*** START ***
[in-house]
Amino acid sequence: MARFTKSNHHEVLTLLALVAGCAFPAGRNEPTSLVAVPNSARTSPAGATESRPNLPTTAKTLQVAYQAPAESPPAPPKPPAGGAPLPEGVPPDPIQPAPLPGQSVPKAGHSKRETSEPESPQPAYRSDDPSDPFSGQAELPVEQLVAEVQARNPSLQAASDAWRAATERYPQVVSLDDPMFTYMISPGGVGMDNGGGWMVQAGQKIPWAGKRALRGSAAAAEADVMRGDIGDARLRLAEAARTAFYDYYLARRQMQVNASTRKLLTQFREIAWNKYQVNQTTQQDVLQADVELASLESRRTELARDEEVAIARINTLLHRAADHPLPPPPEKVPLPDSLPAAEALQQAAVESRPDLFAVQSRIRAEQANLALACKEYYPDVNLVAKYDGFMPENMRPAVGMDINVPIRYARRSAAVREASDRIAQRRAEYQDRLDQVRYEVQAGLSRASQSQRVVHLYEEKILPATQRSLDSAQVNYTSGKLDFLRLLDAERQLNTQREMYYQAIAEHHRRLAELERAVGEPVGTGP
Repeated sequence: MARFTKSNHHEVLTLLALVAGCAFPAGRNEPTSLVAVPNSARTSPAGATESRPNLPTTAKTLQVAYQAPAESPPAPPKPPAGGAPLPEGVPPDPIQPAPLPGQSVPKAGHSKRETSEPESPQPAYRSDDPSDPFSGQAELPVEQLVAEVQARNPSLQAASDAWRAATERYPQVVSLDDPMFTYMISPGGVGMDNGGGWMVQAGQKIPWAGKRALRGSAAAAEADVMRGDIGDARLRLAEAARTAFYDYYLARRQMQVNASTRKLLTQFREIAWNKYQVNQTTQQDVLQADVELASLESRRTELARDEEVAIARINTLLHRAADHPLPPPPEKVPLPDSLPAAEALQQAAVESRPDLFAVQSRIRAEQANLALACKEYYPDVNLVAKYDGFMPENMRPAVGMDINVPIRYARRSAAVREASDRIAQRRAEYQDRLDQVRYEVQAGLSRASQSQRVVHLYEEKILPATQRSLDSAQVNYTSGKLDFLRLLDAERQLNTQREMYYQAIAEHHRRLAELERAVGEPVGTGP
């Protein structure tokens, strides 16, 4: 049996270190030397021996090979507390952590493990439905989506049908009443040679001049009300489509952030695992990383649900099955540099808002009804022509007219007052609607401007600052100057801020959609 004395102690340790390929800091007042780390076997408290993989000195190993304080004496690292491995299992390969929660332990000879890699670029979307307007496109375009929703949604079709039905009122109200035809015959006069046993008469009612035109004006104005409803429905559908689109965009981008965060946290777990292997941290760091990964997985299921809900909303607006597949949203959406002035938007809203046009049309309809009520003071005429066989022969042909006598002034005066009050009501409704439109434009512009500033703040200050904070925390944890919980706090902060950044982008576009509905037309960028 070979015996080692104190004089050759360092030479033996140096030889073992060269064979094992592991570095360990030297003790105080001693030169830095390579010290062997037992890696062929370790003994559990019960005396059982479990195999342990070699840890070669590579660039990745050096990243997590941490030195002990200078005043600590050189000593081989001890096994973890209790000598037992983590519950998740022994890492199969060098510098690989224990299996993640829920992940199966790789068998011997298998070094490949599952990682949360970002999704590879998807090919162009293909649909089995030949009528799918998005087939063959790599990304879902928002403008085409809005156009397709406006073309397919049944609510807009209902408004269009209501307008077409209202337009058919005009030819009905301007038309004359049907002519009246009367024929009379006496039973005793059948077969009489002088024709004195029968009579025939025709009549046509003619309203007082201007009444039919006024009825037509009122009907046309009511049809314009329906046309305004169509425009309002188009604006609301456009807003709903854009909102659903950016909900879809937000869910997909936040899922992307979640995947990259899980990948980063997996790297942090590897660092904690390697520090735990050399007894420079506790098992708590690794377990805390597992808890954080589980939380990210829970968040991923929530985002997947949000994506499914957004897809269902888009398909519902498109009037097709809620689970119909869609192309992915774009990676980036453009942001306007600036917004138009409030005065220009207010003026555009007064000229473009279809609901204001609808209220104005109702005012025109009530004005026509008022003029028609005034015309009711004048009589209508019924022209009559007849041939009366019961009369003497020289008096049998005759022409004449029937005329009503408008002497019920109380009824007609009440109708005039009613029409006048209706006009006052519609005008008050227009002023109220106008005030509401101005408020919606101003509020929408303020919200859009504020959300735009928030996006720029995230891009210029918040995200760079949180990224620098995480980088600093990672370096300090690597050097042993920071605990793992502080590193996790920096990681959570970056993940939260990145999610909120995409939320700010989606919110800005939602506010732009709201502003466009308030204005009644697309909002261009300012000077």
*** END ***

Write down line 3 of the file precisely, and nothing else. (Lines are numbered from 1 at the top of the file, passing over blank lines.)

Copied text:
Repeated sequence: MARFTKSNHHEVLTLLALVAGCAFPAGRNEPTSLVAVPNSARTSPAGATESRPNLPTTAKTLQVAYQAPAESPPAPPKPPAGGAPLPEGVPPDPIQPAPLPGQSVPKAGHSKRETSEPESPQPAYRSDDPSDPFSGQAELPVEQLVAEVQARNPSLQAASDAWRAATERYPQVVSLDDPMFTYMISPGGVGMDNGGGWMVQAGQKIPWAGKRALRGSAAAAEADVMRGDIGDARLRLAEAARTAFYDYYLARRQMQVNASTRKLLTQFREIAWNKYQVNQTTQQDVLQADVELASLESRRTELARDEEVAIARINTLLHRAADHPLPPPPEKVPLPDSLPAAEALQQAAVESRPDLFAVQSRIRAEQANLALACKEYYPDVNLVAKYDGFMPENMRPAVGMDINVPIRYARRSAAVREASDRIAQRRAEYQDRLDQVRYEVQAGLSRASQSQRVVHLYEEKILPATQRSLDSAQVNYTSGKLDFLRLLDAERQLNTQREMYYQAIAEHHRRLAELERAVGEPVGTGP